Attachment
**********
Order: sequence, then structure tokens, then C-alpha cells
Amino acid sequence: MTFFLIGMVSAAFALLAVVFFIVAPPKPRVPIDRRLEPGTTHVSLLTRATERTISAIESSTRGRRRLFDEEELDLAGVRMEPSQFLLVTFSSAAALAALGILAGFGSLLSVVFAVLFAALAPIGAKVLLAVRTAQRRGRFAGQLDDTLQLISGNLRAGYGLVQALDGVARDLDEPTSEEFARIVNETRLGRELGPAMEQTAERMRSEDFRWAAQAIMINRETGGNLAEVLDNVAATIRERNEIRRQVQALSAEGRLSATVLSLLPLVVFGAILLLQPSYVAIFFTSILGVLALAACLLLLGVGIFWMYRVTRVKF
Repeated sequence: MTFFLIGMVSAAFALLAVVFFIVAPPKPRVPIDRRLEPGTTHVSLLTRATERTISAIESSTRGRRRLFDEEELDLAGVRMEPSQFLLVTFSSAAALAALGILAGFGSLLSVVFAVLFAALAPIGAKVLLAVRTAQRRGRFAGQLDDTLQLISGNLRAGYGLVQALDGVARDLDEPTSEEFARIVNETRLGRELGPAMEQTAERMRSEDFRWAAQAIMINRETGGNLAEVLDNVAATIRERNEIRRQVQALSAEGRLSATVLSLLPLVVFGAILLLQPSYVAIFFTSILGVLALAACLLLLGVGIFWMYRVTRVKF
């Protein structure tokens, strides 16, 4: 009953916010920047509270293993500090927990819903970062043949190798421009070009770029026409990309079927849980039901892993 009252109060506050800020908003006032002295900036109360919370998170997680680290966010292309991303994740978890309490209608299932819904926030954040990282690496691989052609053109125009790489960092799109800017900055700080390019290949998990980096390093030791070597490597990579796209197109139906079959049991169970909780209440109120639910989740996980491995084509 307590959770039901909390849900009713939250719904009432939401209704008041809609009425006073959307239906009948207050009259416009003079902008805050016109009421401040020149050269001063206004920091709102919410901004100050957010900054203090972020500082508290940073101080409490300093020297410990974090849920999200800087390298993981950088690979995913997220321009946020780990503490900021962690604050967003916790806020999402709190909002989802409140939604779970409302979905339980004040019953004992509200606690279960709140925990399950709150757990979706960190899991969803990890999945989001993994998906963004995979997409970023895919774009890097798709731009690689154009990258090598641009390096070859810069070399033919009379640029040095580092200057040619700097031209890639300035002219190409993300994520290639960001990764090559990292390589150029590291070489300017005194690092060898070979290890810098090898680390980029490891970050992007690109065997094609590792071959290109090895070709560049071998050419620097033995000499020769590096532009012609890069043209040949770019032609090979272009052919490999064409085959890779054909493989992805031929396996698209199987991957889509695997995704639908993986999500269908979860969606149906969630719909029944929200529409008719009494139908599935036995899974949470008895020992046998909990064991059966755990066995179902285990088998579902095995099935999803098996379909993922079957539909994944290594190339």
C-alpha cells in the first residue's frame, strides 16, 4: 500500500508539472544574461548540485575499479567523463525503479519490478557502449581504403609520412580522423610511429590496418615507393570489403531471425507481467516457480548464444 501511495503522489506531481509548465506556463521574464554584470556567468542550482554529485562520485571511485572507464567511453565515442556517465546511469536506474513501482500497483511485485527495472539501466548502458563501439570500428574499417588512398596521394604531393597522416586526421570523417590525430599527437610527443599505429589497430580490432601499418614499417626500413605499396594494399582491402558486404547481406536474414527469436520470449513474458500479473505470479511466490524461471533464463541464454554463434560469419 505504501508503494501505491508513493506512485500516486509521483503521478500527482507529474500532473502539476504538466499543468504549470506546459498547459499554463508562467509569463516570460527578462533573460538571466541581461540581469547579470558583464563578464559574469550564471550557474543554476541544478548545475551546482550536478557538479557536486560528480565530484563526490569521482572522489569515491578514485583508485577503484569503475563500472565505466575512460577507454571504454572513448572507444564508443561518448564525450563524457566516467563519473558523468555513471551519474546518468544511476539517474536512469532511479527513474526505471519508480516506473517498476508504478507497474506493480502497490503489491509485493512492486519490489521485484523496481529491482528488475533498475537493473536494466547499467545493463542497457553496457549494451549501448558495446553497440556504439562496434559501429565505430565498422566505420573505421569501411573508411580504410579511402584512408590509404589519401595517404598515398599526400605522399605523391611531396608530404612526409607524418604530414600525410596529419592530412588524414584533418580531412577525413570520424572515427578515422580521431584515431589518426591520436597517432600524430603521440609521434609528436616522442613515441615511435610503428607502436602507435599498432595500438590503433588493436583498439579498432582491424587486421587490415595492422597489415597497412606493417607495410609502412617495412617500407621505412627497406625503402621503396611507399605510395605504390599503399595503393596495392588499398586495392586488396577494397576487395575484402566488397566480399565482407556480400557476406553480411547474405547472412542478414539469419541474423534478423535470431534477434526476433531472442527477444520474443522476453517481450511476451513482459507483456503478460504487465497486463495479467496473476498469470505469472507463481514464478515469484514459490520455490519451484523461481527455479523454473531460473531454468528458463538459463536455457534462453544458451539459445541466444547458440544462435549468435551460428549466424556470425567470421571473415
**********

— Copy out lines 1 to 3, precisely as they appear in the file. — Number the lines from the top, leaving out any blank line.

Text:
Order: sequence, then structure tokens, then C-alpha cells
Amino acid sequence: MTFFLIGMVSAAFALLAVVFFIVAPPKPRVPIDRRLEPGTTHVSLLTRATERTISAIESSTRGRRRLFDEEELDLAGVRMEPSQFLLVTFSSAAALAALGILAGFGSLLSVVFAVLFAALAPIGAKVLLAVRTAQRRGRFAGQLDDTLQLISGNLRAGYGLVQALDGVARDLDEPTSEEFARIVNETRLGRELGPAMEQTAERMRSEDFRWAAQAIMINRETGGNLAEVLDNVAATIRERNEIRRQVQALSAEGRLSATVLSLLPLVVFGAILLLQPSYVAIFFTSILGVLALAACLLLLGVGIFWMYRVTRVKF
Repeated sequence: MTFFLIGMVSAAFALLAVVFFIVAPPKPRVPIDRRLEPGTTHVSLLTRATERTISAIESSTRGRRRLFDEEELDLAGVRMEPSQFLLVTFSSAAALAALGILAGFGSLLSVVFAVLFAALAPIGAKVLLAVRTAQRRGRFAGQLDDTLQLISGNLRAGYGLVQALDGVARDLDEPTSEEFARIVNETRLGRELGPAMEQTAERMRSEDFRWAAQAIMINRETGGNLAEVLDNVAATIRERNEIRRQVQALSAEGRLSATVLSLLPLVVFGAILLLQPSYVAIFFTSILGVLALAACLLLLGVGIFWMYRVTRVKF